Why would anyone in their right mind pay $40 a year to subscribe to a calendar program when there are so many free ones? 

My editor's pointed question, and a good one, when I told her I planned to write today about Fantastical, a nearly 10-year-old Mac favorite that just got named Apple. 

Because Fantastical offers a better calendar experience, I explained. I was skeptical, too, at first.

Apple itself says it gave the award to Fantastical because it "showed how an old favorite could reinvent itself for a new age." Specifically, the app switched to a controversial subscription model this year and “added many new features we haven't seen on other programs."

Michael Simmons, the co-founder and CEO of Flexibits, which makes Fantastical, says the award, which he didn't see coming, "is incredible. What an honor and a way to end 2020 after the year we had."

I've always liked Fantastical, but I'm not a big calendar person. You tell me we're going to meet tomorrow at 10, and I'll remember it. 

Buy: Apple's Calendar app does the basics, assigning events and reminding me to attend them, Google Calendar is very good at snooping through my e-mail to find plane, hotel and restaurant reservations and adding them without me having to do anything. The Outlook calendar my employer provides is cumbersome and annoying. All three require too many clicks to fulfill the task. And all aren't much to look at. 

Fantastical is pretty, with bright colors that make glancing at your day more pleasant and digestible. Other features I like:

Set up meetings with others. From within Fantastical, you can generate meetings with participants via an e-mail asking everyone to agree on the time. The winner goes into your calendar.  

Weather. Each pane of your calendar shows the weather for the day, along with a 10-day forecast. Besides the temps, you can also add some other features like the date of the next full moon and date of the Winter Solstice. 

TV shows and sports. When is the next episode of "The Walking Dead" set to return? When are the Jets playing their next game? Fantastical lets you do a search (in the "Interesting Calendars" section) and set reminders to tune in.

Work from 真人百家家乐官网网站home: Fantastical helps you grab the meeting IDs of video calls from Zoom, Google Meet and Microsoft Teams directly into your calendar item.

(FYI: Fantastical works with Google, Apple and the Outlook calendars, weaving their listings into your master Fantastical calendars. And it lets you set up separate calendars, for say, work and 真人百家家乐官网网站home.)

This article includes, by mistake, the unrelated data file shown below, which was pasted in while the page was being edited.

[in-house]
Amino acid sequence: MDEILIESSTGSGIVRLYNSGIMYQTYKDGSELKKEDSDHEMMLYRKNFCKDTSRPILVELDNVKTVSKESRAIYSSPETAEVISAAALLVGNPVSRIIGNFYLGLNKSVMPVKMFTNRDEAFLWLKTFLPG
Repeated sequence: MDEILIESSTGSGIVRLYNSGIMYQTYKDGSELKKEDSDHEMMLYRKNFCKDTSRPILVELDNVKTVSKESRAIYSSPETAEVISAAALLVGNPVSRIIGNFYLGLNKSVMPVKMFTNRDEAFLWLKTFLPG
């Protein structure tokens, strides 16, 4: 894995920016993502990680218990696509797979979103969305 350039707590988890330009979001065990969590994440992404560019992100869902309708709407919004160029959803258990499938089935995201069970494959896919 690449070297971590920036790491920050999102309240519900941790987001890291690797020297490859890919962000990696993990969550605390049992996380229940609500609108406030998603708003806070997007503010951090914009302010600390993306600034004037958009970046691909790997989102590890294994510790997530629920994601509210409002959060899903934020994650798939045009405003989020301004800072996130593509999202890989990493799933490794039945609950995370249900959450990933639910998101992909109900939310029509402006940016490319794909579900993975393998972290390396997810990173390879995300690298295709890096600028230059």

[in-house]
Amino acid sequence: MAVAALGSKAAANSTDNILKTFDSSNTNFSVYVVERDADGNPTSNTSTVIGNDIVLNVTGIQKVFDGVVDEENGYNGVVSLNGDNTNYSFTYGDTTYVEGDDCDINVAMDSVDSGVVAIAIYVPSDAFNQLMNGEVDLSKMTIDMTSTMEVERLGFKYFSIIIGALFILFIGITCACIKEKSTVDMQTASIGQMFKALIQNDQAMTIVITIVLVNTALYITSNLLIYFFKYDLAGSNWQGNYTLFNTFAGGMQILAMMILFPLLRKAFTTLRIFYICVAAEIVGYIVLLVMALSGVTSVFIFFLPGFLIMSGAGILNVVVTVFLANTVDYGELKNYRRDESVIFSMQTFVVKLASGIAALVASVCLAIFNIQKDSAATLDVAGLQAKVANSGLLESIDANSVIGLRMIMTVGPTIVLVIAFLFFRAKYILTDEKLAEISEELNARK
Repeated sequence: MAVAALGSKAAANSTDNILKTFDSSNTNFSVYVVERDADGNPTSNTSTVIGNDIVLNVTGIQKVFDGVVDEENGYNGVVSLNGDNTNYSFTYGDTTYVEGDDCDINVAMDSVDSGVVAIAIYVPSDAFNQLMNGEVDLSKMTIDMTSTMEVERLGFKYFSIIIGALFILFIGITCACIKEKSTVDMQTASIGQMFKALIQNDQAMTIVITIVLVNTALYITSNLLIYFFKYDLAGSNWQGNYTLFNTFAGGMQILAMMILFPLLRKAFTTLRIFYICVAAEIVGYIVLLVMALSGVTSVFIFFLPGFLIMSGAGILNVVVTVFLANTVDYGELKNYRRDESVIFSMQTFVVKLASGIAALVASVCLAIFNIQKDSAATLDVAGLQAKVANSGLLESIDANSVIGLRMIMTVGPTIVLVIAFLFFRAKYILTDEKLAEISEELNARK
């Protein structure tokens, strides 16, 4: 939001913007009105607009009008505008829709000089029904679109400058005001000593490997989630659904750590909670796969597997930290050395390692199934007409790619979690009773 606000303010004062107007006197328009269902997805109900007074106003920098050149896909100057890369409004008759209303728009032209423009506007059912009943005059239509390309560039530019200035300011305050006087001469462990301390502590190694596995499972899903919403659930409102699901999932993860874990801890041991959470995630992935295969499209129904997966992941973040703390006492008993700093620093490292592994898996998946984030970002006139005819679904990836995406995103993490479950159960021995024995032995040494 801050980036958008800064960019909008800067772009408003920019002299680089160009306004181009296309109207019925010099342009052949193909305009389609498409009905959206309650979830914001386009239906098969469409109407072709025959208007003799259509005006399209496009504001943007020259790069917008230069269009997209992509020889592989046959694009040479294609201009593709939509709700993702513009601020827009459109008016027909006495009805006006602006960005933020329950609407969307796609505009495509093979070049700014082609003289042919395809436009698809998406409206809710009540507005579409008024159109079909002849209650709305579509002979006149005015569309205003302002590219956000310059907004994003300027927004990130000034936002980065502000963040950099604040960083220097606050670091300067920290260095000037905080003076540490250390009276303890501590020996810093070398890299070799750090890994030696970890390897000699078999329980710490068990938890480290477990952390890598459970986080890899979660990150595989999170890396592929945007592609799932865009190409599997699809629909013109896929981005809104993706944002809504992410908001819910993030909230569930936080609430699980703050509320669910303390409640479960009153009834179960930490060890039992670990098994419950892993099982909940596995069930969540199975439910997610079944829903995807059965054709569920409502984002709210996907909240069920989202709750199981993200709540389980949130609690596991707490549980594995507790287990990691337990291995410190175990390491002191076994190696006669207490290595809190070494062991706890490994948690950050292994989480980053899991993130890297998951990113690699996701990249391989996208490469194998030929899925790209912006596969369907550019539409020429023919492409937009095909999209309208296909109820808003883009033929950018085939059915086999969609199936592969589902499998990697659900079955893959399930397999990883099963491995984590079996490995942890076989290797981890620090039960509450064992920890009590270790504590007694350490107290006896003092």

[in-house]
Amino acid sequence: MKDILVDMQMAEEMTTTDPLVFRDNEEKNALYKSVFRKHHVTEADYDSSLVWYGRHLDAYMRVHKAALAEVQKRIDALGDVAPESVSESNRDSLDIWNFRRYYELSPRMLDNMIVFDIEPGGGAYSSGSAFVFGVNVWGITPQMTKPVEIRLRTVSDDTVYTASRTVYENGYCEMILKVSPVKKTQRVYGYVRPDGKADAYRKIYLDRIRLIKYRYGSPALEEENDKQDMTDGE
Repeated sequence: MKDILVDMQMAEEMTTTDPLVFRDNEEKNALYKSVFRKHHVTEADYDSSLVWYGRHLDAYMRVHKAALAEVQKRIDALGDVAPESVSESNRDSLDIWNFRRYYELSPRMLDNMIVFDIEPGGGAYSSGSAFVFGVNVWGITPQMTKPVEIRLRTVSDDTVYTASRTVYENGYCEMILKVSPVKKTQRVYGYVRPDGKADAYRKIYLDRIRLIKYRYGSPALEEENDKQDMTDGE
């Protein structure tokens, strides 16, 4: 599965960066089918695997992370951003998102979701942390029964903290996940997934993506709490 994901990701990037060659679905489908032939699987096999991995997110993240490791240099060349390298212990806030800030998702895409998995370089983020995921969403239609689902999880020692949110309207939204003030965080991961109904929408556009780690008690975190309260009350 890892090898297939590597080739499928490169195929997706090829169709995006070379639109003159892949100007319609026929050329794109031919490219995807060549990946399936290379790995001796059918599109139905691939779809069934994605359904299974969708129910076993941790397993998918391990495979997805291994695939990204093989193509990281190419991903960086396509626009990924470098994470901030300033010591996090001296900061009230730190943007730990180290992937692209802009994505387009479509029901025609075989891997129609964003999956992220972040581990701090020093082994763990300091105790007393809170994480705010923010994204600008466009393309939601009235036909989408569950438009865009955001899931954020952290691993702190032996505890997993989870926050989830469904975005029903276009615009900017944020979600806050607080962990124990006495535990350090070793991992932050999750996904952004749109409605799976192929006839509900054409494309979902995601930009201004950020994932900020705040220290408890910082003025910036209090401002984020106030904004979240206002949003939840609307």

Before switching to subscription, Fantastical had separate prices for various devices: $4.99 for iPhone, $9.99 for iPad and $50 for Macs, so a yearly subscription is theoretically cheaper, for one year anyway, to use on all your Apple devices. At least, until you start paying next year. 

The move to subscription didn't go over well with fans. On the Mac Apple Store, many low-rated reviews offer comments like "Uninstalled and will never come back," and "I feel a bad aftertaste in my mouth every time I see it" (the app.)

Simmons has argued online that he needed to make the switch to have a more viable business model for his firm, while others pointed out that Apple's huge 30% cut of developer's profits for sales has all but forced developers like Flexibits to switch to a more generous and recurring payment plan. 

He also points out that free versions of the original Fantastical and the latest, Fantastical 3, still exist. However, you can use it only on one device. And all the fun stuff, like syncing between devices, finding suitable meeting times from participants, extended weather, sports and TV reminders, programmable notifications (like the night before or the morning of) and adding Zoom IDs to your calendar items are only with the premium version. 

The app offers a 14-day free trial at the Flexibits website. 

In other tech news this week

iPhones, Apple Watches, cheap TVs, and more to come in the following days. 

Talking Tech podcasts this week

Consumer guide: What to look for in a new Apple Watch. 

Consumer guide: What to look for in a cheap TV. 

Cyber week: Are the sales really over?

Zoom is most downloaded Apple app of the year. 

Worst password abusers of 2020

Follow USA TODAY's Jefferson Graham (@jeffersongraham) on Twitter

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